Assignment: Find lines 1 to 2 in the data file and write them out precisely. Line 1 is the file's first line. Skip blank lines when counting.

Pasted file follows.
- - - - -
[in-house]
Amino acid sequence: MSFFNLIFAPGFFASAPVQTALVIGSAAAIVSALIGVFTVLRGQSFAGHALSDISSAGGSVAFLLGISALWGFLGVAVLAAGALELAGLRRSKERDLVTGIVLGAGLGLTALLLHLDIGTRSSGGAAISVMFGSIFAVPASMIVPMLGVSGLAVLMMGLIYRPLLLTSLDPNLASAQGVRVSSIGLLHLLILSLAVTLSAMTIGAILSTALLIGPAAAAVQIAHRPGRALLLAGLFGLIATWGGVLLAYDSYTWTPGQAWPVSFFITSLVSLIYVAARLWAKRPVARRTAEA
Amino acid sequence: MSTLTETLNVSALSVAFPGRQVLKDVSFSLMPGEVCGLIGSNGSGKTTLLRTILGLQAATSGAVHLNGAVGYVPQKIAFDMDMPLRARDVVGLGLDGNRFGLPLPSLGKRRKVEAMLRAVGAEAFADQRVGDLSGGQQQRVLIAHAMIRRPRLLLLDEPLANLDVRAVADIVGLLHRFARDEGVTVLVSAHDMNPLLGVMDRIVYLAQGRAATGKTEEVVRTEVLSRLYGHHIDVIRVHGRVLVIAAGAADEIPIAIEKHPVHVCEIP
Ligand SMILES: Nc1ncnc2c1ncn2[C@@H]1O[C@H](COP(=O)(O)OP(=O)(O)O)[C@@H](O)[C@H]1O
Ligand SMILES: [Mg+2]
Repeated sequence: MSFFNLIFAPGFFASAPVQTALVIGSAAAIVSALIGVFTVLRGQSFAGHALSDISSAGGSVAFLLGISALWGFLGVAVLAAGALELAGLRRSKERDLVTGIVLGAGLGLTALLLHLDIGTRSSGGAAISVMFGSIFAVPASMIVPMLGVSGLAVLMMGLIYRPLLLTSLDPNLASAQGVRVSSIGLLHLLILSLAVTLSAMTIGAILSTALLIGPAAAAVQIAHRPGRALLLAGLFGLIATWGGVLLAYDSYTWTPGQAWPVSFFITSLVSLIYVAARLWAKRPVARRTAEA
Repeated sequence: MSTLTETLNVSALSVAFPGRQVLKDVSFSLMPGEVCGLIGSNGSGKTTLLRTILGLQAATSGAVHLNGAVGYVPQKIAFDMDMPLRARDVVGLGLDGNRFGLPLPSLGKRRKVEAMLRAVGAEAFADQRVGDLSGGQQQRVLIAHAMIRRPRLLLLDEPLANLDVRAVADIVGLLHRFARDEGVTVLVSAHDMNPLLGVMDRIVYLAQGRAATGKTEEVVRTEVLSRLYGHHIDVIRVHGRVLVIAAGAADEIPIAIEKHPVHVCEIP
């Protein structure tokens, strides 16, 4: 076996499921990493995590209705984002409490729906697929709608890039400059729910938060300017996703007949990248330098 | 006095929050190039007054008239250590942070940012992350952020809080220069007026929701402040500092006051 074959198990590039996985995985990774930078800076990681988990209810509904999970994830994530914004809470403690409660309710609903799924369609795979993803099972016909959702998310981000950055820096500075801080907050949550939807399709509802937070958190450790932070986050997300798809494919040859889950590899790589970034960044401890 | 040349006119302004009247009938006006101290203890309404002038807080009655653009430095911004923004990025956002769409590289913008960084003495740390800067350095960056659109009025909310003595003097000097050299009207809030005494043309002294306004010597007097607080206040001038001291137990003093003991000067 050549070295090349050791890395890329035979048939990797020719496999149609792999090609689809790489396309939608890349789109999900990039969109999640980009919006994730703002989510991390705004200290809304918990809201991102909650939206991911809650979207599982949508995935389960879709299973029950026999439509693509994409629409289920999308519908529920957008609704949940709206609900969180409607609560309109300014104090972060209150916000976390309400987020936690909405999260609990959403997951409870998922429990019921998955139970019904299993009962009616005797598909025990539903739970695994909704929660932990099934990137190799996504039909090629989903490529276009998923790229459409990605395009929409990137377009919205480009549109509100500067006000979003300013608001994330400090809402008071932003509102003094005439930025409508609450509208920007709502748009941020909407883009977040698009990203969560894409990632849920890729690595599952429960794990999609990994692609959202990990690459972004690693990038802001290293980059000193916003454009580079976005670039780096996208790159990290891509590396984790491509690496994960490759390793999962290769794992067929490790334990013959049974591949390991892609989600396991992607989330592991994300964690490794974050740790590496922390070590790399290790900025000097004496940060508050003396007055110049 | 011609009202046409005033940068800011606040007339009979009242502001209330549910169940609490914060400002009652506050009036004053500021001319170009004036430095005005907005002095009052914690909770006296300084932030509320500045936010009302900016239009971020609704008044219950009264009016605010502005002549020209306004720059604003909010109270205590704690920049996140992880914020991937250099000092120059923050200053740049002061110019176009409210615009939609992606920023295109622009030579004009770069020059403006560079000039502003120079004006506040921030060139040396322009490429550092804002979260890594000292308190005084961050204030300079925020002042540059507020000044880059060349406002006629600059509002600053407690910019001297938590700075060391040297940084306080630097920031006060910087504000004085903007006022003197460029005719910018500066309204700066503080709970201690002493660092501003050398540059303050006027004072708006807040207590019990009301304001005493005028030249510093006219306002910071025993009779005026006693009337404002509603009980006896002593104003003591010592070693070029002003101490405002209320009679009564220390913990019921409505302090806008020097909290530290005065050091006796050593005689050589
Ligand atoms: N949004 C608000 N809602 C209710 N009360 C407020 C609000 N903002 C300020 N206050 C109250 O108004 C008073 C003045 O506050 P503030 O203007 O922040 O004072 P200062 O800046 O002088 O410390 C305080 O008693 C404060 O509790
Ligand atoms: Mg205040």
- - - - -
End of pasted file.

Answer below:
[in-house]
Amino acid sequence: MSFFNLIFAPGFFASAPVQTALVIGSAAAIVSALIGVFTVLRGQSFAGHALSDISSAGGSVAFLLGISALWGFLGVAVLAAGALELAGLRRSKERDLVTGIVLGAGLGLTALLLHLDIGTRSSGGAAISVMFGSIFAVPASMIVPMLGVSGLAVLMMGLIYRPLLLTSLDPNLASAQGVRVSSIGLLHLLILSLAVTLSAMTIGAILSTALLIGPAAAAVQIAHRPGRALLLAGLFGLIATWGGVLLAYDSYTWTPGQAWPVSFFITSLVSLIYVAARLWAKRPVARRTAEA